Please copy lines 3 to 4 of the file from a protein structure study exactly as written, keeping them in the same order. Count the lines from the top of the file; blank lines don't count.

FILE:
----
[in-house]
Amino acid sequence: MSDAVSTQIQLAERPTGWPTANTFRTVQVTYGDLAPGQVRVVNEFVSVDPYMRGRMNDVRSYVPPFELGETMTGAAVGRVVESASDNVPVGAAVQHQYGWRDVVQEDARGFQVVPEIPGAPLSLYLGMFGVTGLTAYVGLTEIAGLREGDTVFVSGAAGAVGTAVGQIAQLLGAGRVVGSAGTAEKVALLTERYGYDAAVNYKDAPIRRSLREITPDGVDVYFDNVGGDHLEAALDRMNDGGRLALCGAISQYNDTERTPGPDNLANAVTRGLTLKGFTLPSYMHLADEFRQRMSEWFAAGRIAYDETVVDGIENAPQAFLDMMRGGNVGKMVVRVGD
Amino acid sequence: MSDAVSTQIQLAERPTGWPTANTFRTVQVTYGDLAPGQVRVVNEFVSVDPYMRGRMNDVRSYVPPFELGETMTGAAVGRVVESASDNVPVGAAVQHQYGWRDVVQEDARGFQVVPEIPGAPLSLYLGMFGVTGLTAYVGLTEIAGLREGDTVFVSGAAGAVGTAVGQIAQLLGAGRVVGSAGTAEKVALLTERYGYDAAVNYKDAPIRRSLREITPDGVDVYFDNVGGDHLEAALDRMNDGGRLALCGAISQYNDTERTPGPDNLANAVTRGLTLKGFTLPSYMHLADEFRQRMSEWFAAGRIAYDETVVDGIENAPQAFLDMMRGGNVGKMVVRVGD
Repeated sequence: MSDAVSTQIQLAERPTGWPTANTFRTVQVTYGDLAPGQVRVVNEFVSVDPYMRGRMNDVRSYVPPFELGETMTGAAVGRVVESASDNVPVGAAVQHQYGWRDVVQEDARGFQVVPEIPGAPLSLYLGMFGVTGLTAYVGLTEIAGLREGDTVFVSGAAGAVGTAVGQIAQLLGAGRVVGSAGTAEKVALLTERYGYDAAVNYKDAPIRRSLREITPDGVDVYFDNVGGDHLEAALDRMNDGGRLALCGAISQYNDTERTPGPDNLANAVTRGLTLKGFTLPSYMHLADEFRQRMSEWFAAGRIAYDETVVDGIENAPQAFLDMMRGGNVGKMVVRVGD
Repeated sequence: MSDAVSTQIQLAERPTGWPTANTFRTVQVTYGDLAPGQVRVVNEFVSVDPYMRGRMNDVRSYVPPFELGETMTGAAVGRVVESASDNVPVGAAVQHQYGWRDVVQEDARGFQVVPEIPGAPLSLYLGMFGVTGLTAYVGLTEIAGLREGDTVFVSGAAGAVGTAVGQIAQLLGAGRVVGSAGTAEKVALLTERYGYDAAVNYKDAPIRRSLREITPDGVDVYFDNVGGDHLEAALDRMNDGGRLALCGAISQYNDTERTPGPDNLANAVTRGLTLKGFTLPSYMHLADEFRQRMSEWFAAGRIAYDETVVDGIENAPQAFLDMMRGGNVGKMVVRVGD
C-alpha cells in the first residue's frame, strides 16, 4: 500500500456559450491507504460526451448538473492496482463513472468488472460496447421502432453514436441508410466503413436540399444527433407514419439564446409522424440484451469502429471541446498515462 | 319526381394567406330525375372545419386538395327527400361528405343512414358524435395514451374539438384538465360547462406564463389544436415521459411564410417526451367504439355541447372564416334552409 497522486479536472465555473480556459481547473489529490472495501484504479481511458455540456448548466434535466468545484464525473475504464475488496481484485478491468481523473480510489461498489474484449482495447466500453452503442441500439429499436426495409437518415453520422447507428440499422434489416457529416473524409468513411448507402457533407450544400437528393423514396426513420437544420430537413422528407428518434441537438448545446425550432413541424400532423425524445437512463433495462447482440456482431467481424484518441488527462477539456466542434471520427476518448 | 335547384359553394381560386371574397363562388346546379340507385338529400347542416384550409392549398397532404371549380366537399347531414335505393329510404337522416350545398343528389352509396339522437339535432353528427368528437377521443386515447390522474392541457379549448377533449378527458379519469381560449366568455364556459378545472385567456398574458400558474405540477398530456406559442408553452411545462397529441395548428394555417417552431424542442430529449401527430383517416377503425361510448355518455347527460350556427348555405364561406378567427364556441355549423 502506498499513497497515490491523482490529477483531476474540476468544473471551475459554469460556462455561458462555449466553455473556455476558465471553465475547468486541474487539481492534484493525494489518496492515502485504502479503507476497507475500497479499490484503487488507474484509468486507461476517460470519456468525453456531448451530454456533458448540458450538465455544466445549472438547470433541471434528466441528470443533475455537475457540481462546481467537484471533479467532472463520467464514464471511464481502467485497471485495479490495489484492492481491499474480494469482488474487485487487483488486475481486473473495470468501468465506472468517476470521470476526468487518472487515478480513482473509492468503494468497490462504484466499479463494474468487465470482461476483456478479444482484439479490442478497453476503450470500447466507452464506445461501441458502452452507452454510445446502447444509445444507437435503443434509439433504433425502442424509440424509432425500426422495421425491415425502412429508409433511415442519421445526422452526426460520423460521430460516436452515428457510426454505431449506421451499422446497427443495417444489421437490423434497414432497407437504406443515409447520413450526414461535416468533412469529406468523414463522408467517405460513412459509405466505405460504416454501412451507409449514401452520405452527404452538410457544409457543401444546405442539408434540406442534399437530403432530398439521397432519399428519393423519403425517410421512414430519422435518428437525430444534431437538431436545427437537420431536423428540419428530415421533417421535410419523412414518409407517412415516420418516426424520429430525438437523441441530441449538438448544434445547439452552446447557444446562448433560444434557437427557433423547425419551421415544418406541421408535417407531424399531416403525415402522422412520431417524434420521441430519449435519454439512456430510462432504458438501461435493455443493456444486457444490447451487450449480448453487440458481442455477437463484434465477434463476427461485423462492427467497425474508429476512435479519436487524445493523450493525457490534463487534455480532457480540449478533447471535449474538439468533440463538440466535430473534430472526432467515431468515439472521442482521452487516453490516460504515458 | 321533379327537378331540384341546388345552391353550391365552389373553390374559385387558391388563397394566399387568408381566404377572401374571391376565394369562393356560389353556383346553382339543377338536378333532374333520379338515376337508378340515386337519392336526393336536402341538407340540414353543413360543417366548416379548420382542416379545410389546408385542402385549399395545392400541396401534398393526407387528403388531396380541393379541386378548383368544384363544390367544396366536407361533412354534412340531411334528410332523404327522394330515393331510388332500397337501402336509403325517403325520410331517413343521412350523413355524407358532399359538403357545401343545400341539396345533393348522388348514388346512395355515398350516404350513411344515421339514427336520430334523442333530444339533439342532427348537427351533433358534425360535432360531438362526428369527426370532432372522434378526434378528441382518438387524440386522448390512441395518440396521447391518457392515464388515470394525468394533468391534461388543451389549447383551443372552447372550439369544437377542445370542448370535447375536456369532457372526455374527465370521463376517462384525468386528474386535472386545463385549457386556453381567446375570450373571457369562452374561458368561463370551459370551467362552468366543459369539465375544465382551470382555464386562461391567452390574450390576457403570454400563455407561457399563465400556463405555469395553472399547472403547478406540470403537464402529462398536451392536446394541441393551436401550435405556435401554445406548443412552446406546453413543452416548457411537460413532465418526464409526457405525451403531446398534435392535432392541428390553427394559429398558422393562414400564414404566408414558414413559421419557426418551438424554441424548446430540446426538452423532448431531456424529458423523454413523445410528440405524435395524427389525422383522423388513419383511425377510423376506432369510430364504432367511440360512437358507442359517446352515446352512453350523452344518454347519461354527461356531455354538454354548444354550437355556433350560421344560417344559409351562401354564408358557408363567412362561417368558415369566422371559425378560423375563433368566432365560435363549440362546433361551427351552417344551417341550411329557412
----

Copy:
Amino acid sequence: MSDAVSTQIQLAERPTGWPTANTFRTVQVTYGDLAPGQVRVVNEFVSVDPYMRGRMNDVRSYVPPFELGETMTGAAVGRVVESASDNVPVGAAVQHQYGWRDVVQEDARGFQVVPEIPGAPLSLYLGMFGVTGLTAYVGLTEIAGLREGDTVFVSGAAGAVGTAVGQIAQLLGAGRVVGSAGTAEKVALLTERYGYDAAVNYKDAPIRRSLREITPDGVDVYFDNVGGDHLEAALDRMNDGGRLALCGAISQYNDTERTPGPDNLANAVTRGLTLKGFTLPSYMHLADEFRQRMSEWFAAGRIAYDETVVDGIENAPQAFLDMMRGGNVGKMVVRVGD
Repeated sequence: MSDAVSTQIQLAERPTGWPTANTFRTVQVTYGDLAPGQVRVVNEFVSVDPYMRGRMNDVRSYVPPFELGETMTGAAVGRVVESASDNVPVGAAVQHQYGWRDVVQEDARGFQVVPEIPGAPLSLYLGMFGVTGLTAYVGLTEIAGLREGDTVFVSGAAGAVGTAVGQIAQLLGAGRVVGSAGTAEKVALLTERYGYDAAVNYKDAPIRRSLREITPDGVDVYFDNVGGDHLEAALDRMNDGGRLALCGAISQYNDTERTPGPDNLANAVTRGLTLKGFTLPSYMHLADEFRQRMSEWFAAGRIAYDETVVDGIENAPQAFLDMMRGGNVGKMVVRVGD